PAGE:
Turning now to
However, the Internet is the preferable network connection 8 because it provides the most flexible and universal way of communicating. If the Internet is used as the communication connection between the client 12 and the server 14, Extensible Markup Language (XML) is the preferred language for its implementation. However, the present invention can be implemented practically in any number of ways that may evolve with evolving technology. To further the complexity of the various network types that may be available, issues of bandwidth, reliability and security of the network are important considerations. As a result, an explanation of the current preferred embodiment of the network topology is given as an example and other networks and connections are within the scope of the present invention.
A schematic diagram of the components implemented in the present invention is shown in
Although the data involved is generally a text file or database file containing textual and numerical information, the present invention contemplates the use of other data formats for use with graphic, audio and video files. Presently, the current available bandwidth speed makes it difficult, if not impracticable to send photographs or video over the transmission. However, as bandwidth increases and technology improves, the implementation of these types of data is very feasible. For example, an inspector can send an image of an area that needs to be further attended by a staff member. Rather than using only textual language, a description with the use of visual data makes communications between parties more clear and efficient. The present invention, therefore, contemplates the use of visual and audio data in addition to purely textual data as an implementation within the present invention.
Both the clearinghouse 18 and the client 12 can create events 24 that trigger certain predefined actions from any of the components depending on the type of the event. In addition, data 22 can be transferred between the clearinghouse 18 and client 12, and the clearinghouse in turn saves or retrieves the data from the database 20. Although these components are shown as a separate unit, they can be placed in a single unit. For example, for a smaller scale implementation, it may be preferable for the server 14 to contain both the clearinghouse 18 and database 20. In contrast, it may be preferred that all the components remain in separate computers for a larger scale implementation. The arrangements of these components can vary and are within the scope of the present invention.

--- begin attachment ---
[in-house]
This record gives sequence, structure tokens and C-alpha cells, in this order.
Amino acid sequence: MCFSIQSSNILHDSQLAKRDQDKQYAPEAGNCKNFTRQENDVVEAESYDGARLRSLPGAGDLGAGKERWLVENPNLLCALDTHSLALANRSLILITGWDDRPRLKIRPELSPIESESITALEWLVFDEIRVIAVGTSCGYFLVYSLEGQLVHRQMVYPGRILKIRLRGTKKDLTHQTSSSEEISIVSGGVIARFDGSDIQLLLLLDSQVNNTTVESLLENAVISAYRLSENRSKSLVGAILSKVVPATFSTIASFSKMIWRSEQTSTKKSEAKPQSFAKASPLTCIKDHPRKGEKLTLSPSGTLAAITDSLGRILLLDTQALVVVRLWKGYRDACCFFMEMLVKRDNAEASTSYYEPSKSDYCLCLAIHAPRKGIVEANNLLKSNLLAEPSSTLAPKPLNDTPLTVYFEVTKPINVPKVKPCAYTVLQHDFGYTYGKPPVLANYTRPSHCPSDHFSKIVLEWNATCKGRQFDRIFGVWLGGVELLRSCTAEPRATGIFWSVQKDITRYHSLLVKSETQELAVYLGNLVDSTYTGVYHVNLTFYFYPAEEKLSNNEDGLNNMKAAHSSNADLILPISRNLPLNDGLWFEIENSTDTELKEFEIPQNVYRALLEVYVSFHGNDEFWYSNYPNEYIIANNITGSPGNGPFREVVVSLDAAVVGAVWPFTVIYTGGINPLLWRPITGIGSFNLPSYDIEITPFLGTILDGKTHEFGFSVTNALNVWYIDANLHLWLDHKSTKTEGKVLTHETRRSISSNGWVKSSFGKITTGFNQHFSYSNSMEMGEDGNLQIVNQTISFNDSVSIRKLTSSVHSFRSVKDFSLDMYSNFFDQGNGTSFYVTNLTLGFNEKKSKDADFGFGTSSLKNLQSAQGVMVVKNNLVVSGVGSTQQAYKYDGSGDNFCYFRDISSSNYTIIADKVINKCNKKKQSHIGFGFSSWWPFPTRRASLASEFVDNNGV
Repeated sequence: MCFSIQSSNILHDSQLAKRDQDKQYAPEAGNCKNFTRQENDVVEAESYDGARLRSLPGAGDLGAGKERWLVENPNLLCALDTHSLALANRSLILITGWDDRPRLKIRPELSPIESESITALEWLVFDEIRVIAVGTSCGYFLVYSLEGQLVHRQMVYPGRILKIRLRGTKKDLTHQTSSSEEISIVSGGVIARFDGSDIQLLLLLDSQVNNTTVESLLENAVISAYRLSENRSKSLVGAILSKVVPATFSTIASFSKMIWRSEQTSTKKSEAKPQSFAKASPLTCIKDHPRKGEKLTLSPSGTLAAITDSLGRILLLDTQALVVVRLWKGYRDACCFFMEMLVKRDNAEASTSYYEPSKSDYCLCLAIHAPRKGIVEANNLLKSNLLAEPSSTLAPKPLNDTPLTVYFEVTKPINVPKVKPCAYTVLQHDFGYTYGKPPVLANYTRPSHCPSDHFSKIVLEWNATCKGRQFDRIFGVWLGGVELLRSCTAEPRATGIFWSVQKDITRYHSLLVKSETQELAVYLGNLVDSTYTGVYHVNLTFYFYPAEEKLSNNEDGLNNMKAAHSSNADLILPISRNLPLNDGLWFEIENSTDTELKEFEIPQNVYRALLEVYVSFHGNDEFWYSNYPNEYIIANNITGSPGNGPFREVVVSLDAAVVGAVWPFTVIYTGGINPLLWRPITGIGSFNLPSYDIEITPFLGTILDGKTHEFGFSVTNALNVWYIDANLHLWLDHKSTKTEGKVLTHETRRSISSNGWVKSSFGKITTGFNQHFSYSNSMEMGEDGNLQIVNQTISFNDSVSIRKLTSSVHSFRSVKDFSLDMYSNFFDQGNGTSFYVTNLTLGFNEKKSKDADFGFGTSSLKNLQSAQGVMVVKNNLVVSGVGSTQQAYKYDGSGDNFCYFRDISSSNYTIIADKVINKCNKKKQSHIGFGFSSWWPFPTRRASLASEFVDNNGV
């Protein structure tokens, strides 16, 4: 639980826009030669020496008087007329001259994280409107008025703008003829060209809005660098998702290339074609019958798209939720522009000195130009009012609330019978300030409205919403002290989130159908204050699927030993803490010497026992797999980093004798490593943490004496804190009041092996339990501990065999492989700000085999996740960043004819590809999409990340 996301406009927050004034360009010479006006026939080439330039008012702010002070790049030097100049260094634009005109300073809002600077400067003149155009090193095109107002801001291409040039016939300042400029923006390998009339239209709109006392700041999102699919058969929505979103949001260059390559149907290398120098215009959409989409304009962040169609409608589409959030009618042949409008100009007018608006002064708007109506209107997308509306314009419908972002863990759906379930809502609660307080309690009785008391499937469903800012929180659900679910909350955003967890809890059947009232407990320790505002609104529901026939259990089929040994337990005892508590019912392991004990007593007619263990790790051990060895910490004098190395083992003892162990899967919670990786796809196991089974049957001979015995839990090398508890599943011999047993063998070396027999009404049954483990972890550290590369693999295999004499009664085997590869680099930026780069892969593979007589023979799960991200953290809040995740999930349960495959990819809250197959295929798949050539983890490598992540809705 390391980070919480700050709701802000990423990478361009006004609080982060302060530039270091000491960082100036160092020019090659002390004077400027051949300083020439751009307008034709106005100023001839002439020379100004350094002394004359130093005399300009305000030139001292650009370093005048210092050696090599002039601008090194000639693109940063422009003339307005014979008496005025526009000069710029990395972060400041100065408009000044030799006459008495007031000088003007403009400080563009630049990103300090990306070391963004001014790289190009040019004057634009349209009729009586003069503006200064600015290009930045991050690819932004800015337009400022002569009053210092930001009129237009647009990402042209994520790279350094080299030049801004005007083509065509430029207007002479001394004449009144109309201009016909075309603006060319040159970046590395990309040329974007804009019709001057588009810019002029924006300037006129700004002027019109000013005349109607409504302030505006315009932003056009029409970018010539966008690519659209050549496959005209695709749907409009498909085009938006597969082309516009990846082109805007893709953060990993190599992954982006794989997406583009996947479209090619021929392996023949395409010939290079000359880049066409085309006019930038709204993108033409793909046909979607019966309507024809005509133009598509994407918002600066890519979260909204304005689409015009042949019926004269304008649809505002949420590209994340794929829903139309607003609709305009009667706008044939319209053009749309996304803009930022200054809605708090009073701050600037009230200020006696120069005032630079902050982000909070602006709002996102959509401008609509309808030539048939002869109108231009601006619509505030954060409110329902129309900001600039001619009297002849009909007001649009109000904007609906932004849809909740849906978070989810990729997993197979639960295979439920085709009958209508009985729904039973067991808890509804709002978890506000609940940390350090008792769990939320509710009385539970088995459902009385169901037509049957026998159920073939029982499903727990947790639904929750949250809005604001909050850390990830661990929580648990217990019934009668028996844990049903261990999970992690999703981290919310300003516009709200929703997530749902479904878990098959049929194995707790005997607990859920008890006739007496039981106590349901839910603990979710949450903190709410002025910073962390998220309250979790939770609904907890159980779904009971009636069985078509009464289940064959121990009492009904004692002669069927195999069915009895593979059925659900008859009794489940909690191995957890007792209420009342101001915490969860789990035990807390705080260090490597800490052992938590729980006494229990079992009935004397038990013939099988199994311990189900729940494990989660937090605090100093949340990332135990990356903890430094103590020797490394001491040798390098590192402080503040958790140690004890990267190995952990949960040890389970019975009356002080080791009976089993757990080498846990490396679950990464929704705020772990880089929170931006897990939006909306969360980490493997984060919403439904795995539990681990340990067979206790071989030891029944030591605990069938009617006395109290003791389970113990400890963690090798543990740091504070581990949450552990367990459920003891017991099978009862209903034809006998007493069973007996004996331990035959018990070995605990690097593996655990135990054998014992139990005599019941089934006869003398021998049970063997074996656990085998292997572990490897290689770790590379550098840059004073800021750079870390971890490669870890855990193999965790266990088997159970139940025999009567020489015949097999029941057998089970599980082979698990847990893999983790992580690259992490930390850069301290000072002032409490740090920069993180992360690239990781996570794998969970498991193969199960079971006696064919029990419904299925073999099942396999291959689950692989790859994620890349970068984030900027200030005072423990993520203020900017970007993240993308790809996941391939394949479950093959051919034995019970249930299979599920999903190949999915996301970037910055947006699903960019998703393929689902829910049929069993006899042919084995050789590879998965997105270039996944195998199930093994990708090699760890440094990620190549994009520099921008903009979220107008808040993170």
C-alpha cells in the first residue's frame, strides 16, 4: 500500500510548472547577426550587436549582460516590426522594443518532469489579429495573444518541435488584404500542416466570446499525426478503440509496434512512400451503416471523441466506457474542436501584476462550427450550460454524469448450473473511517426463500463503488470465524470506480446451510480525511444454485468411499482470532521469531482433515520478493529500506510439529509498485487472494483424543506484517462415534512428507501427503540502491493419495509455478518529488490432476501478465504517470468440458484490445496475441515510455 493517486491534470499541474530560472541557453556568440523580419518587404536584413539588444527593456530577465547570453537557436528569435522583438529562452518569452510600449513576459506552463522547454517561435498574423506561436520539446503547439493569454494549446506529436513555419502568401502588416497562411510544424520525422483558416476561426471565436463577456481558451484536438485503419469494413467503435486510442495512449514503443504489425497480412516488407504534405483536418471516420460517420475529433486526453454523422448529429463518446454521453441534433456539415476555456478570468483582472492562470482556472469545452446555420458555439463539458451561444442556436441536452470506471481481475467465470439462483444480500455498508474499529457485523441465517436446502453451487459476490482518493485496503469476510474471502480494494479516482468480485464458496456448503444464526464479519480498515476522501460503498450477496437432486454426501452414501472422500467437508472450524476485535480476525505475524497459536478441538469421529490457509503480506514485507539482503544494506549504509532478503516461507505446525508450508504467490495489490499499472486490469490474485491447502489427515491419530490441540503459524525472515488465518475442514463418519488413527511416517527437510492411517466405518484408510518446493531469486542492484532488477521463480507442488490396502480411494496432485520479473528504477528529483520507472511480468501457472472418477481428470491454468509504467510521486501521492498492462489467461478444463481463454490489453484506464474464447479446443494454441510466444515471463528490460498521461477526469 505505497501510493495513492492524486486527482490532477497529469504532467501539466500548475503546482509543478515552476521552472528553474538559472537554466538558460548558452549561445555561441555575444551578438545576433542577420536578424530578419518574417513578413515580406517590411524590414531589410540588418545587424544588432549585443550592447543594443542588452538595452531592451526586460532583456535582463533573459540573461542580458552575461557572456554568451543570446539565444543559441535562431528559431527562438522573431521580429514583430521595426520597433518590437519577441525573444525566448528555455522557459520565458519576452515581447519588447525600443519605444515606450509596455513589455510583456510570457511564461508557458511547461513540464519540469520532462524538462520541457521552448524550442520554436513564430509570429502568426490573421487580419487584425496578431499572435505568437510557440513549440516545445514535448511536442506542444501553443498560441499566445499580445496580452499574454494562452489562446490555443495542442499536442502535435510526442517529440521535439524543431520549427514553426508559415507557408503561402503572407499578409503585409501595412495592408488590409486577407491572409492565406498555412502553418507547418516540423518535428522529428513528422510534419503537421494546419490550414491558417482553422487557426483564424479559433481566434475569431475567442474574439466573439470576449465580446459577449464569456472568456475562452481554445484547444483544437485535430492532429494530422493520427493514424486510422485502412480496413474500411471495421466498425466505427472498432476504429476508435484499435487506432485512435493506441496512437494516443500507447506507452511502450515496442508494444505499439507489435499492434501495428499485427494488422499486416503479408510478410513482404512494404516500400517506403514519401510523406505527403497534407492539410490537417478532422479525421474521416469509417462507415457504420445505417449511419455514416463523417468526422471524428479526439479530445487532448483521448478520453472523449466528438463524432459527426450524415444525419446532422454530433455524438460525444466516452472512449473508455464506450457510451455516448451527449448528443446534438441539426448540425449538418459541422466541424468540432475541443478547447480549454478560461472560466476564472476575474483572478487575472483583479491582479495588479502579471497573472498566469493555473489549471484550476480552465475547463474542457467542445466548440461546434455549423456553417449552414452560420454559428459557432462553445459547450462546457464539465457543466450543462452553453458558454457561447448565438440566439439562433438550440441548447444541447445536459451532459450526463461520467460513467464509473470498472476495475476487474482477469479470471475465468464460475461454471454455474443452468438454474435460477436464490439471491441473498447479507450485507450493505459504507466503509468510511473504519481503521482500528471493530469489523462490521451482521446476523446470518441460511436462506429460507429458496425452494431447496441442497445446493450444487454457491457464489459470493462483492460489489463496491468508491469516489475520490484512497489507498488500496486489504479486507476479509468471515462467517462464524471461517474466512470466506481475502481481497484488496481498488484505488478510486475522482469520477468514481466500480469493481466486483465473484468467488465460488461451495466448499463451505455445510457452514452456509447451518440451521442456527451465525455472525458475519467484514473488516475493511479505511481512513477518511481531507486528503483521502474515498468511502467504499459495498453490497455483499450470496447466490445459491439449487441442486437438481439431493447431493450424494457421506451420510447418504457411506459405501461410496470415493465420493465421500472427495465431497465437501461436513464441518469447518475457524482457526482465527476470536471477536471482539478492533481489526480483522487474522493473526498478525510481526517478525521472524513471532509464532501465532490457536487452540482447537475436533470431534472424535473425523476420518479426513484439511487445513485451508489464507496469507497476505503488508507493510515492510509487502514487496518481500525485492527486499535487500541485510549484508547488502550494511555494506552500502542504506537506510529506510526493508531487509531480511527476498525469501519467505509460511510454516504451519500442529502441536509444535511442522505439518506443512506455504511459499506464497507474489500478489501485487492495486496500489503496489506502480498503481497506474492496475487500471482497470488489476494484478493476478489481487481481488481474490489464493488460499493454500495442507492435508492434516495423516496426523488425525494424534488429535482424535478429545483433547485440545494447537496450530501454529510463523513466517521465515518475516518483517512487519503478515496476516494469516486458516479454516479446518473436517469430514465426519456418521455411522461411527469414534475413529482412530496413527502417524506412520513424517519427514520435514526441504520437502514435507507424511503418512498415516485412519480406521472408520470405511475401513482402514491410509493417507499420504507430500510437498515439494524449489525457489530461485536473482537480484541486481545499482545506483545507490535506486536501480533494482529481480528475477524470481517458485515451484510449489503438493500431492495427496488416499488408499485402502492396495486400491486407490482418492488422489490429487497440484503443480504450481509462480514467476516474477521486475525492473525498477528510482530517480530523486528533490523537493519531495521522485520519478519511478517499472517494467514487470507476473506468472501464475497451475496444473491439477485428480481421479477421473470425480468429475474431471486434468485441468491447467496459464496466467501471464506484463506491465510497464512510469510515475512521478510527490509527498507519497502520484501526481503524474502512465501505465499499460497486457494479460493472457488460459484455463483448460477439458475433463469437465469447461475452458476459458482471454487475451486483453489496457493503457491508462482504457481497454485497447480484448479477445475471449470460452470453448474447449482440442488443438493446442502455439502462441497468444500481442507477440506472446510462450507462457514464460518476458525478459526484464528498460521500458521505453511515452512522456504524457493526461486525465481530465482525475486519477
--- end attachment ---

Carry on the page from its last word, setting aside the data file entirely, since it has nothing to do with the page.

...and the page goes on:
A flow chart of the overall general scheme of the present invention is shown in
The interaction among these events is generally maintained by the clearinghouse 18. For example, the work-request event 26 can initiate the work-order event 38 and vice versa. The inspection-processing event 40 interacts with both the inspection-setup event 30 and the notification event 34 at a certain point in the process. A more detailed explanation of how certain events relate and react to one another will follow below in order to provide a clear understanding of how the system works as a whole.
As previously mentioned, the client 12 can be a mobile computing device, and a customer or a vendor can login on the system using the client. In the case of a vendor using a client for processing a subroutine, such as inspection processing 42, the client 12 is preferably a mobile computing device. The client 12 also is preferably preloaded with certain data according to the assigned job sites of the user of the device. Since the login of these mobile computing devices is different from a client that is a personal computer, specific processes are provided for the devices, which are shown in
Although a process for the MCD with preloaded data and software is provided in
The flow chart of
If, on the other hand, the login was successful (block 50), the MCD 12 will establish a connection with the server and start communicating with the server for downloading of the task list (block 54). The MCD 12 then downloads the task list in an in-box designed for the login identity of the user from the server (block 56), which initiates a download-tasks event (block 58) shown in
Because a successful login gives the MCD a specific user identity matching stored information in the database, the user of the MCD still has a choice to download tasks, upload tasks, perform a task, or exit the TLP (block 64) with or without a specific user identity. If the user wants to download tasks from the server (block 64), the download-tasks event is initiated (block 66). Similarly, the upload-tasks event is initiated (block 62) if the user chooses to upload tasks to the server (block 68). If the user chooses to perform a specific task on the MCD (block 64), a perform-task event is initiated (block 70) which is shown in
A flow chart of the download-tasks event 66 is shown in
On the other hand, if data is invalid on the task list (block 88), the MCD is prompted to determine whether the connection with the server is still valid (block 96). The MCD will make an entry in the exception log (block 98) if the connection is no longer valid (block 96), and the process ends (block 92). Otherwise, when the connection is still valid (block 96), the MCD increments a retry count (block 100) and determines whether the incremented retry count has reached its predefined maximum number of retries (block 102). Again, if maximum number of retries has been reached (block 102), an entry in the exception log will be made (block 98) and the process ends (block 92).